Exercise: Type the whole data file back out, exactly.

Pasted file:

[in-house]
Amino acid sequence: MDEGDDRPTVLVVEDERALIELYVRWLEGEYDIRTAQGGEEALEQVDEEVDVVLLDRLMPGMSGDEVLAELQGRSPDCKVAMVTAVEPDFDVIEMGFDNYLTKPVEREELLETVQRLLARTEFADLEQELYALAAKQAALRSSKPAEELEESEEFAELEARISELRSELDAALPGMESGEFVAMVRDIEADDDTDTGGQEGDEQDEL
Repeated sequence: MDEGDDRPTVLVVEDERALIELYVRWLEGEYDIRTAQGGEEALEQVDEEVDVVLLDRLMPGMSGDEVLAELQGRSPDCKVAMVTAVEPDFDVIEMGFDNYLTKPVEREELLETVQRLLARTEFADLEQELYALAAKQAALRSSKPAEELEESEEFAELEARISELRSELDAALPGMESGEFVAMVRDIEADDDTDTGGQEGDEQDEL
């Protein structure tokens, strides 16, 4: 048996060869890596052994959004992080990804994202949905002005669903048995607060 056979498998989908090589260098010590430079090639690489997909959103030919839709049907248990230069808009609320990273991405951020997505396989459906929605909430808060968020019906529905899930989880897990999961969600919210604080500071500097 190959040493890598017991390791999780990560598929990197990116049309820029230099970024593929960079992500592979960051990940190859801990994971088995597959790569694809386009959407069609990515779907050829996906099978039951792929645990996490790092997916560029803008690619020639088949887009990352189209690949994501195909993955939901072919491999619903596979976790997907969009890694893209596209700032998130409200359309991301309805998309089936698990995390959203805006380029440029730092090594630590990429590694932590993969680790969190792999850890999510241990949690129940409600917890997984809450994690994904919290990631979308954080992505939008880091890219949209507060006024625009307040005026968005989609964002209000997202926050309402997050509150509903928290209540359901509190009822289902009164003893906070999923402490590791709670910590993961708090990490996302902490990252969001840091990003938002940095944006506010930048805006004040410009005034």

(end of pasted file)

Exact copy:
[in-house]
Amino acid sequence: MDEGDDRPTVLVVEDERALIELYVRWLEGEYDIRTAQGGEEALEQVDEEVDVVLLDRLMPGMSGDEVLAELQGRSPDCKVAMVTAVEPDFDVIEMGFDNYLTKPVEREELLETVQRLLARTEFADLEQELYALAAKQAALRSSKPAEELEESEEFAELEARISELRSELDAALPGMESGEFVAMVRDIEADDDTDTGGQEGDEQDEL
Repeated sequence: MDEGDDRPTVLVVEDERALIELYVRWLEGEYDIRTAQGGEEALEQVDEEVDVVLLDRLMPGMSGDEVLAELQGRSPDCKVAMVTAVEPDFDVIEMGFDNYLTKPVEREELLETVQRLLARTEFADLEQELYALAAKQAALRSSKPAEELEESEEFAELEARISELRSELDAALPGMESGEFVAMVRDIEADDDTDTGGQEGDEQDEL
């Protein structure tokens, strides 16, 4: 048996060869890596052994959004992080990804994202949905002005669903048995607060 056979498998989908090589260098010590430079090639690489997909959103030919839709049907248990230069808009609320990273991405951020997505396989459906929605909430808060968020019906529905899930989880897990999961969600919210604080500071500097 190959040493890598017991390791999780990560598929990197990116049309820029230099970024593929960079992500592979960051990940190859801990994971088995597959790569694809386009959407069609990515779907050829996906099978039951792929645990996490790092997916560029803008690619020639088949887009990352189209690949994501195909993955939901072919491999619903596979976790997907969009890694893209596209700032998130409200359309991301309805998309089936698990995390959203805006380029440029730092090594630590990429590694932590993969680790969190792999850890999510241990949690129940409600917890997984809450994690994904919290990631979308954080992505939008880091890219949209507060006024625009307040005026968005989609964002209000997202926050309402997050509150509903928290209540359901509190009822289902009164003893906070999923402490590791709670910590993961708090990490996302902490990252969001840091990003938002940095944006506010930048805006004040410009005034």